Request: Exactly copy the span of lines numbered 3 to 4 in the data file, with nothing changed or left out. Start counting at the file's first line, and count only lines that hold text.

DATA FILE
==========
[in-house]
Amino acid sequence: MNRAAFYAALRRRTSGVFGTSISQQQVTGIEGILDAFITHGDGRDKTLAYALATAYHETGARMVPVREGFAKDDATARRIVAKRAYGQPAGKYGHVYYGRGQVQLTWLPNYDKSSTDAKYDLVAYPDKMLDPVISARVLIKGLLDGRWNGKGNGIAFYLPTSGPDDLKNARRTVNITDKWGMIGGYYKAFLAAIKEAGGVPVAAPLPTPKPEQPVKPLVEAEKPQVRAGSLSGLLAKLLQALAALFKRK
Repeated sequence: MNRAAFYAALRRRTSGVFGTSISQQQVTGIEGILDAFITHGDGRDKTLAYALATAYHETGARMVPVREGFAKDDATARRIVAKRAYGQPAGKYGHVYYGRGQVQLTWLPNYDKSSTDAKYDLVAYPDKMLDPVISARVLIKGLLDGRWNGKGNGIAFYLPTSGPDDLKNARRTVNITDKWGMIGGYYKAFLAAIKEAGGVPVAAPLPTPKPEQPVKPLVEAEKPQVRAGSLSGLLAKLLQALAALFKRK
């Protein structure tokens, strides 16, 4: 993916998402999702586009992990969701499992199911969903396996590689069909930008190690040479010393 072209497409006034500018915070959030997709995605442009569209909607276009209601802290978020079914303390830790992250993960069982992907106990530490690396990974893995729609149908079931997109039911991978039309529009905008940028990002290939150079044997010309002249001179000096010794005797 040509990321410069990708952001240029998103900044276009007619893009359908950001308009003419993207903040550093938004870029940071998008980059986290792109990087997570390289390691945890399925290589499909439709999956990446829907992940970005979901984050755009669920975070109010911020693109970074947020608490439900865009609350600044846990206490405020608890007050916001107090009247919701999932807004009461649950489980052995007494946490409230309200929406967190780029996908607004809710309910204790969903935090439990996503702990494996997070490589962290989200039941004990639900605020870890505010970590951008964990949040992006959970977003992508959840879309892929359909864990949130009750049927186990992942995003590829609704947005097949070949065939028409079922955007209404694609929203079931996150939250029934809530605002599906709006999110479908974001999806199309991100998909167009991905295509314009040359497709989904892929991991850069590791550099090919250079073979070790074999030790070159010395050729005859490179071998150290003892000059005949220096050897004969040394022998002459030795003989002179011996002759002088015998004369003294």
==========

Repeated sequence: MNRAAFYAALRRRTSGVFGTSISQQQVTGIEGILDAFITHGDGRDKTLAYALATAYHETGARMVPVREGFAKDDATARRIVAKRAYGQPAGKYGHVYYGRGQVQLTWLPNYDKSSTDAKYDLVAYPDKMLDPVISARVLIKGLLDGRWNGKGNGIAFYLPTSGPDDLKNARRTVNITDKWGMIGGYYKAFLAAIKEAGGVPVAAPLPTPKPEQPVKPLVEAEKPQVRAGSLSGLLAKLLQALAALFKRK
């Protein structure tokens, strides 16, 4: 993916998402999702586009992990969701499992199911969903396996590689069909930008190690040479010393 072209497409006034500018915070959030997709995605442009569209909607276009209601802290978020079914303390830790992250993960069982992907106990530490690396990974893995729609149908079931997109039911991978039309529009905008940028990002290939150079044997010309002249001179000096010794005797 040509990321410069990708952001240029998103900044276009007619893009359908950001308009003419993207903040550093938004870029940071998008980059986290792109990087997570390289390691945890399925290589499909439709999956990446829907992940970005979901984050755009669920975070109010911020693109970074947020608490439900865009609350600044846990206490405020608890007050916001107090009247919701999932807004009461649950489980052995007494946490409230309200929406967190780029996908607004809710309910204790969903935090439990996503702990494996997070490589962290989200039941004990639900605020870890505010970590951008964990949040992006959970977003992508959840879309892929359909864990949130009750049927186990992942995003590829609704947005097949070949065939028409079922955007209404694609929203079931996150939250029934809530605002599906709006999110479908974001999806199309991100998909167009991905295509314009040359497709989904892929991991850069590791550099090919250079073979070790074999030790070159010395050729005859490179071998150290003892000059005949220096050897004969040394022998002459030795003989002179011996002759002088015998004369003294």